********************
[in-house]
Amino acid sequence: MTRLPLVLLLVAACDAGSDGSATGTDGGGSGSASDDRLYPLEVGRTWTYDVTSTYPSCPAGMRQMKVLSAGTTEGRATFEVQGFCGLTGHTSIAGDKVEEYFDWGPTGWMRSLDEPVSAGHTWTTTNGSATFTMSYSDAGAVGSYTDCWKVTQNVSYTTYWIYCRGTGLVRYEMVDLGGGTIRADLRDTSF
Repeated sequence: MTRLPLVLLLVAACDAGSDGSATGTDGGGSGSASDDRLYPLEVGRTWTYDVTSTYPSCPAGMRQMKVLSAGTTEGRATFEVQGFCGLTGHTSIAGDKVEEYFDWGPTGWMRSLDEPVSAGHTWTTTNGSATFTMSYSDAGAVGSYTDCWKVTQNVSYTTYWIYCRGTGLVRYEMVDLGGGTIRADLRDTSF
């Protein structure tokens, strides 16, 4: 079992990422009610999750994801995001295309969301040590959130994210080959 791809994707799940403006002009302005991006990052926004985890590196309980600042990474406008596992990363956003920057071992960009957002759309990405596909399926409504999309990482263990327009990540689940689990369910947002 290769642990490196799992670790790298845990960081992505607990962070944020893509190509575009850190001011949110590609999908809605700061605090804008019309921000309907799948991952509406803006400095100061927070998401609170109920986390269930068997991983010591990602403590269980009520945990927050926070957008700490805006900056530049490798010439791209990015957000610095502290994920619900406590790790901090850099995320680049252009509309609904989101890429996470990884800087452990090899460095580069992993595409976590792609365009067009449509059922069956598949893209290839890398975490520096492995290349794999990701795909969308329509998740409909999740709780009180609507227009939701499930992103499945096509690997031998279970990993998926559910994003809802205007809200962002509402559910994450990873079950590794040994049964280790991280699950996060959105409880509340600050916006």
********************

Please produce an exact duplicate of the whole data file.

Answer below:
[in-house]
Amino acid sequence: MTRLPLVLLLVAACDAGSDGSATGTDGGGSGSASDDRLYPLEVGRTWTYDVTSTYPSCPAGMRQMKVLSAGTTEGRATFEVQGFCGLTGHTSIAGDKVEEYFDWGPTGWMRSLDEPVSAGHTWTTTNGSATFTMSYSDAGAVGSYTDCWKVTQNVSYTTYWIYCRGTGLVRYEMVDLGGGTIRADLRDTSF
Repeated sequence: MTRLPLVLLLVAACDAGSDGSATGTDGGGSGSASDDRLYPLEVGRTWTYDVTSTYPSCPAGMRQMKVLSAGTTEGRATFEVQGFCGLTGHTSIAGDKVEEYFDWGPTGWMRSLDEPVSAGHTWTTTNGSATFTMSYSDAGAVGSYTDCWKVTQNVSYTTYWIYCRGTGLVRYEMVDLGGGTIRADLRDTSF
């Protein structure tokens, strides 16, 4: 079992990422009610999750994801995001295309969301040590959130994210080959 791809994707799940403006002009302005991006990052926004985890590196309980600042990474406008596992990363956003920057071992960009957002759309990405596909399926409504999309990482263990327009990540689940689990369910947002 290769642990490196799992670790790298845990960081992505607990962070944020893509190509575009850190001011949110590609999908809605700061605090804008019309921000309907799948991952509406803006400095100061927070998401609170109920986390269930068997991983010591990602403590269980009520945990927050926070957008700490805006900056530049490798010439791209990015957000610095502290994920619900406590790790901090850099995320680049252009509309609904989101890429996470990884800087452990090899460095580069992993595409976590792609365009067009449509059922069956598949893209290839890398975490520096492995290349794999990701795909969308329509998740409909999740709780009180609507227009939701499930992103499945096509690997031998279970990993998926559910994003809802205007809200962002509402559910994450990873079950590794040994049964280790991280699950996060959105409880509340600050916006």